Plan afoot to privatize police jobs

January 17, 1994|By Larry Carson | Larry Carson,Staff Writer

Baltimore County is preparing to put some police duties in private hands -- writing parking tickets and transporting prisoners.

Officials said the result -- assuming the contracts are approved at tomorrow's County Council meeting -- should be a dramatic increase in the number of parking tickets on car windshields, and 17 more police officers available for street patrol.

One contract would pay for five parking-ticket agents to replace the one police cadet currently assigned to enforce parking laws.

County officials expect the $150,000, nine-month contract with J. L. Associates, a firm that provides meter-enforcement service for Montgomery County, will double the number of parking tickets issued from the 29,000 previously projected for this year. The contract would start Feb. 1.

The county police handed out 58,679 tickets in 1988, their peak year, when $1.5 million in fines was collected. With a tight budget cutting the number of cadets available for the duty, the county expected to collect only $765,349 this year, finance director James Gibson said.

The agents will work in the eight business districts of Arbutus, Catonsville, Pikesville, Towson, Overlea, Parkville, Dundalk and Essex, where the county has meters, and elsewhere on the basis of complaints. They will work from 7 a.m. to 6 p.m weekdays, and from 10 a.m. to 6 p.m. Saturdays.

The county will pay $15,878 a month for the service on a trial basis, Mr. Gibson said.

The contract to transport prisoners to district courts, worth $550,000 for one year, would begin March 1. Wackenhut Corp. of Baltimore beat six other bidders, including county Sheriff Norman M. Pepersack Jr. for his department.

Officials said the switch would free 17 police officers for street duty.

County Administrative Officer Merreen E. Kelly and Budget Director Fred Homan said the sheriff's bid was incomplete and would have been much more expensive than Wackenhut's. The firm is providing similar service in Anne Arundel County.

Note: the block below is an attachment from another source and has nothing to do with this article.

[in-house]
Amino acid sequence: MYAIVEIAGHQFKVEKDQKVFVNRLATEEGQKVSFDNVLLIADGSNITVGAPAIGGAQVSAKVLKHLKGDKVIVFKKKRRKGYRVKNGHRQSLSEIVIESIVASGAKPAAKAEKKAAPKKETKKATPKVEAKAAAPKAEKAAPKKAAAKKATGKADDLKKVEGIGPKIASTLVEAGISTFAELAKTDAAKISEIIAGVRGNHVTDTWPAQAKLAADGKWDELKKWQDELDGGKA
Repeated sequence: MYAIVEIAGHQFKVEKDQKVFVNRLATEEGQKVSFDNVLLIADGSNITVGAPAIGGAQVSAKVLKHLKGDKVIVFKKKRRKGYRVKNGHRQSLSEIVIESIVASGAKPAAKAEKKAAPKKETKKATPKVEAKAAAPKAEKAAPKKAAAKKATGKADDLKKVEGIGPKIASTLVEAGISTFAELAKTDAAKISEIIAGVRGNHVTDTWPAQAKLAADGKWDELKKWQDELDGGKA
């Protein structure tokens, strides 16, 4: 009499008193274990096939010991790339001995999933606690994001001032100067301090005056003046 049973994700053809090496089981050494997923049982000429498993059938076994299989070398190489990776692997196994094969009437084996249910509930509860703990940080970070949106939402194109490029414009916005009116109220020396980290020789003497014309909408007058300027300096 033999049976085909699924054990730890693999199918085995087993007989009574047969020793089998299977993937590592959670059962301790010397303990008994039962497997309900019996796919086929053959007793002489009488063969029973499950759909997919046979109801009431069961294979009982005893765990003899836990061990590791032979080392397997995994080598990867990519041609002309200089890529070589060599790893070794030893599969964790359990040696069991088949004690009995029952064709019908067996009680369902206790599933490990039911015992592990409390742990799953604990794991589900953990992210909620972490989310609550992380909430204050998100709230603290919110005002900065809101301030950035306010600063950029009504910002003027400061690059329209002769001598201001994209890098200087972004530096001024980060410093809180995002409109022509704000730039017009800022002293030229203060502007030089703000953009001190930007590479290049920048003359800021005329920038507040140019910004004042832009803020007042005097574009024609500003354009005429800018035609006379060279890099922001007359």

The sheriff, whose department transports prisoners to Circuit Court and state prisons, estimated he would need 10 more deputies for the added duties involving district courts. But county officials said he would need 20, at a cost of almost twice Wackenhut's bid. In addition, six months are required to train a deputy, they said.

The 17 officers who would assume street duty are not happy about the impending change, said L. Timothy Caslin, the president of their union, Fraternal Order of Police Lodge 4.

Mr. Caslin said the officers like their duty in prisoner transport, feel they do a good job and don't want to change.

The contract calls for the county to provide vehicles and radios for the private guards, who will receive 88 hours of training. They will be armed and licensed as private investigators by the state police. The company must have its own liability insurance.

County Police Chief Michael D. Gambrill said his officers now spend at least 30,000 hours a year transporting and minding prisoners. Private guards will be cheaper because they are paid less, get fewer benefits and won't receive overtime for lengthy court sessions and holiday work.

Chief Gambrill and James Dean, the Detention Center administrator, said they hope to cut down on prisoner transportation costs soon by using video cameras at the jail to allow two-way, televised bail review hearings.

They told the council they hope to install a central booking system to reduce costs further.

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